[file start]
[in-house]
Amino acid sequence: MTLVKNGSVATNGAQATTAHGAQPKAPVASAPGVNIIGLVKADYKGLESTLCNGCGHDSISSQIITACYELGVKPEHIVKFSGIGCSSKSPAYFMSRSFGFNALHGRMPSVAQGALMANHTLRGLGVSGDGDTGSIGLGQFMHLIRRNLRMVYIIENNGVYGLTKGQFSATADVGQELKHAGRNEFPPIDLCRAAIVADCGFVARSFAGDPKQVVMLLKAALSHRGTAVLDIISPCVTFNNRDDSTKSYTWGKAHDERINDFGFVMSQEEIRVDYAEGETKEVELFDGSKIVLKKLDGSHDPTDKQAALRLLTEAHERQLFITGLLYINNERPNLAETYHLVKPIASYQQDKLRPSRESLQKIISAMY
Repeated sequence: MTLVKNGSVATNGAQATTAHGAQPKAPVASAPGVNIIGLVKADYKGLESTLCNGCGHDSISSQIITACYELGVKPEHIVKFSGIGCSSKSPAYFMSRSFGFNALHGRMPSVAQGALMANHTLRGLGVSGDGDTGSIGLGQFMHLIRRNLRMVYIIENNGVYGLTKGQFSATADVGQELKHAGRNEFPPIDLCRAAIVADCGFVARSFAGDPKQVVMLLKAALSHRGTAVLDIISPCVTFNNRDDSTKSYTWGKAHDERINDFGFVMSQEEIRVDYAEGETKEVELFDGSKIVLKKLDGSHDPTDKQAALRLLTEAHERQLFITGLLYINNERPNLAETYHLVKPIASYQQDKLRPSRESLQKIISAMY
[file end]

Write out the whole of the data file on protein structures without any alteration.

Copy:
[in-house]
Amino acid sequence: MTLVKNGSVATNGAQATTAHGAQPKAPVASAPGVNIIGLVKADYKGLESTLCNGCGHDSISSQIITACYELGVKPEHIVKFSGIGCSSKSPAYFMSRSFGFNALHGRMPSVAQGALMANHTLRGLGVSGDGDTGSIGLGQFMHLIRRNLRMVYIIENNGVYGLTKGQFSATADVGQELKHAGRNEFPPIDLCRAAIVADCGFVARSFAGDPKQVVMLLKAALSHRGTAVLDIISPCVTFNNRDDSTKSYTWGKAHDERINDFGFVMSQEEIRVDYAEGETKEVELFDGSKIVLKKLDGSHDPTDKQAALRLLTEAHERQLFITGLLYINNERPNLAETYHLVKPIASYQQDKLRPSRESLQKIISAMY
Repeated sequence: MTLVKNGSVATNGAQATTAHGAQPKAPVASAPGVNIIGLVKADYKGLESTLCNGCGHDSISSQIITACYELGVKPEHIVKFSGIGCSSKSPAYFMSRSFGFNALHGRMPSVAQGALMANHTLRGLGVSGDGDTGSIGLGQFMHLIRRNLRMVYIIENNGVYGLTKGQFSATADVGQELKHAGRNEFPPIDLCRAAIVADCGFVARSFAGDPKQVVMLLKAALSHRGTAVLDIISPCVTFNNRDDSTKSYTWGKAHDERINDFGFVMSQEEIRVDYAEGETKEVELFDGSKIVLKKLDGSHDPTDKQAALRLLTEAHERQLFITGLLYINNERPNLAETYHLVKPIASYQQDKLRPSRESLQKIISAMY